“Perfection” on Social Media Does Not Make You Perfect | Rice Psychology
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“Perfection” on Social Media Does Not Make You Perfect

Consider the following story as it relates to this week’s topic.

I love following bloggers on Instagram and could spend hours watching their makeup or home DIY tutorials. In fact, I love it so much that it’s starting to interfere with my lifestyle in a significant way. Ever since I discovered the world of bloggers on Instagram, Facebook, and Pinterest who share their beauty recommendations, cooking tips, or home decor projects, I’ve become somewhat obsessed – and not in a good way. I’ve become overwhelmed with perfection and making sure that my life looks just as good as theirs on social media. I’ve crossed a line of comparing myself and my life to what I see these “perfect women” display. My husband and friends all tell me that everything from my home, to my clothes, to the gifts I give are “Pinterest-worthy” and that I’m always admired. But for some reason, it’s not enough. I keep comparing myself to these ladies. Without knowing any of these people personally or #IRL (in real life), I make this assumption that, somehow, they are better than I am. Maybe it’s their crazy high numbers of followers or the seemingly never-ending amount of positive comments they receive daily or how put-together they always look. Whatever the case, I just don’t know how to pull myself away from this obsession.

People seem to be spending more time on social media than with practically anything else in their daily lives. At this point, it almost seems strange to NOT have a Facebook, Twitter, or Instagram account. And if you’re a kid, you can barely survive without Snapchat or TikTok! After all, social media connects us, entertains us, and keeps us informed of what’s happening with our friends, family, and the world. So, it does have its positives. However, some people take their social media presence too seriously.

Not Always a Good Thing

Have you ever posted a photo of yourself on social media that received a lot of likes and comments? It’s nice to see that people are interested in you. In fact, you probably got a little boost in your self-esteem, which is great! But for some people, that boost can leave them wanting more…and more…and more.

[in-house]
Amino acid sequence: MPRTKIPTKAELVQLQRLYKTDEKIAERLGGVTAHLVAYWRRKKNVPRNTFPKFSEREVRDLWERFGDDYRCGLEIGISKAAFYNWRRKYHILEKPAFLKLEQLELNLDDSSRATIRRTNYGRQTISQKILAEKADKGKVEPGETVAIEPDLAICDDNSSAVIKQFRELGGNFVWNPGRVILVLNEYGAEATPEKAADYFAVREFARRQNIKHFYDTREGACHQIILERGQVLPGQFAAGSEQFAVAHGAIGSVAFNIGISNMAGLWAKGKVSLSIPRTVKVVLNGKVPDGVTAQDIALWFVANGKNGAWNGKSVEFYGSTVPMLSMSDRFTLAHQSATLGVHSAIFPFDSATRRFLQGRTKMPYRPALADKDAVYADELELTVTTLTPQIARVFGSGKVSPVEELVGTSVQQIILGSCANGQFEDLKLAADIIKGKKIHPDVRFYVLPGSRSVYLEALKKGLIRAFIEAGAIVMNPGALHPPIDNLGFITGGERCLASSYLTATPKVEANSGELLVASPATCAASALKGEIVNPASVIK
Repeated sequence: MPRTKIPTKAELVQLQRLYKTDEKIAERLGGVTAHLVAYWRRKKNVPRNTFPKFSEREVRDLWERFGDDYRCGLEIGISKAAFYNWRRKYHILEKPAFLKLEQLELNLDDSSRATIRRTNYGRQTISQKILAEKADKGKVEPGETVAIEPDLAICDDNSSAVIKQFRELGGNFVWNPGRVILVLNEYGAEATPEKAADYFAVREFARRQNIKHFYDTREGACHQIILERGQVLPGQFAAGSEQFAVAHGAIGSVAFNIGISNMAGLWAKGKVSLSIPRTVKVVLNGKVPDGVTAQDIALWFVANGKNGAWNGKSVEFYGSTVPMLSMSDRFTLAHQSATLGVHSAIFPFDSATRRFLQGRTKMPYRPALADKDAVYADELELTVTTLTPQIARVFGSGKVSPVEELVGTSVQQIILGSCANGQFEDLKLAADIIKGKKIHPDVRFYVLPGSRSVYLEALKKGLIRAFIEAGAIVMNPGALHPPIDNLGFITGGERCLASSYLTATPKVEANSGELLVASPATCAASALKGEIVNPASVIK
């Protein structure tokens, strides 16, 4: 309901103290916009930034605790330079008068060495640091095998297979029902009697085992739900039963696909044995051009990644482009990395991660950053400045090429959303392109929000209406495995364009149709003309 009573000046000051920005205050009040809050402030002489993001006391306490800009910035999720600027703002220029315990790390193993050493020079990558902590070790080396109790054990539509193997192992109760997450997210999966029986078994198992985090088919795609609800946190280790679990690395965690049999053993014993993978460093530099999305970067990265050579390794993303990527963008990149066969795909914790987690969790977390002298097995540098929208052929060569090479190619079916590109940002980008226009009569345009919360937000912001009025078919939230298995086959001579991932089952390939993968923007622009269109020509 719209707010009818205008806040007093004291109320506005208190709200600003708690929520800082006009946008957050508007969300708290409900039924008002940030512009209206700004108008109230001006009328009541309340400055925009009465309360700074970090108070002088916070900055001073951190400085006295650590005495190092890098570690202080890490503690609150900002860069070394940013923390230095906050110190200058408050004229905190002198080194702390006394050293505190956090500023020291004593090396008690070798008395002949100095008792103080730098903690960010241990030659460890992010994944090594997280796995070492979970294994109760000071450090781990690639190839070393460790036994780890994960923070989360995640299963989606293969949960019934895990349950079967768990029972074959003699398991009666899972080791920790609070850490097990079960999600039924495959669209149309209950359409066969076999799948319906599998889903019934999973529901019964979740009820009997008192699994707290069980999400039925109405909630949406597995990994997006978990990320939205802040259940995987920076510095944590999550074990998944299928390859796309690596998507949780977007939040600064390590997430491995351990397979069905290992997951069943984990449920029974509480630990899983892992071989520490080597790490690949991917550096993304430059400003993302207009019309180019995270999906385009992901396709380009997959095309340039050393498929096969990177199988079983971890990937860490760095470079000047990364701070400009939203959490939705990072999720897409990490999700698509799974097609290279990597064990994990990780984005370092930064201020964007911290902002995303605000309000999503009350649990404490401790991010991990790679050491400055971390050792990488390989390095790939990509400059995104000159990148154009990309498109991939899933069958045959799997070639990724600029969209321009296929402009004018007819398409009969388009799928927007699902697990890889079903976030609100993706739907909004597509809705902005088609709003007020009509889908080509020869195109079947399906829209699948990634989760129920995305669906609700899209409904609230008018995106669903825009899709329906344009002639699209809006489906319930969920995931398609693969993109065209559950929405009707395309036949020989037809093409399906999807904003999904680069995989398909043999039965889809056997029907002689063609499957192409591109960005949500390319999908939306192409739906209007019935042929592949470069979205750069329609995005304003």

Social media can have this effect: it gives users constant pressure to share and appear perfect with the goal of being socially accepted. Let’s face it, there’s a certain amount of risk involved in “putting yourself out there,” and the closer to perfection, the lower the perceived risk. Additionally, this drive toward “perfection” is impossible to attain and can simply be too much. This was the case for Essena O’Neill, an Australian social media powerhouse who, in 2015, after amassing hundreds of thousands of followers, quit.

For years, O’Neill shared pictures of herself in her seemingly “perfect” life, and in the process, it earned her over 600,000 Instagram followers and very lucrative opportunities with sponsored posts. What a great life! Or is it? Before deleting her account, she had one final post. In her tearful video, she revealed she was miserable and anxious. Simply stating, “This isn’t real.”

Making a Change

Social media can be a fun outlet, but for some, it can simply be too much. Our Tampa psychologists and counselors believe the following information can help you make a change:

  • Limit Yourself – Quitting social media cold turkey can be difficult, but slowly distancing yourself from it can be easier. Start by disabling notifications or turn your phone off when you’re busy at work or out with friends. You will avoid distractions, and with that, you’ll likely be more productive. Some have removed the apps from their phones for a while with great results. Some experts suggest that it takes about four weeks to get it out of your system.
  • Stop the Comparisons – Most people utilize social media to document the best moments in their lives. According to their accounts, their life is constantly filled with parties, the finest meals, fun nights out, and vacations, which, in all likelihood, is not indicative of their actual life. Once you realize that, it’ll be easier to not always compare yourself with others.
  • Don’t Focus on the Likes – Remember that pic of the delicious cupcake that no one liked? Who cares!? Instead of focusing on the negative, focus on how incredible that cupcake tasted and how good it felt to treat yourself. Also, remember that in many instances, the number of people who see your posts is controlled by the algorithms that are designed by people who code the sites in Silicon Valley. Lots of people may not even see what you are posting!
  • Prioritize Real-Life Conversations – Chatting with a friend on Facebook does not even compare or isn’t nearly as rewarding as having a conversation face-to-face. Instead of keeping in touch solely through a screen, use social media to reach out to your friends and make plans to get together. That’s what truly enriches our lives and makes memories – not posts and likes!

Schedule Your Appointment Today

Social media is meant to be fun and engaging. If you or someone you know is currently having difficulty with separating their real life with their social media life, our team is ready to help. Rice Psychology Group will listen and help you feel better. Contact us in Tampa for a free consultation to see how we can help you.

About Rice Psychology

Rice Psychology Group is home to a team of psychologists who work tirelessly to help adults, adolescents and children deal with their issues. Whether you’re currently dealing with depression, going through a divorce or fighting an issue you just can’t understand, know that our Tampa psychologists are here to help.

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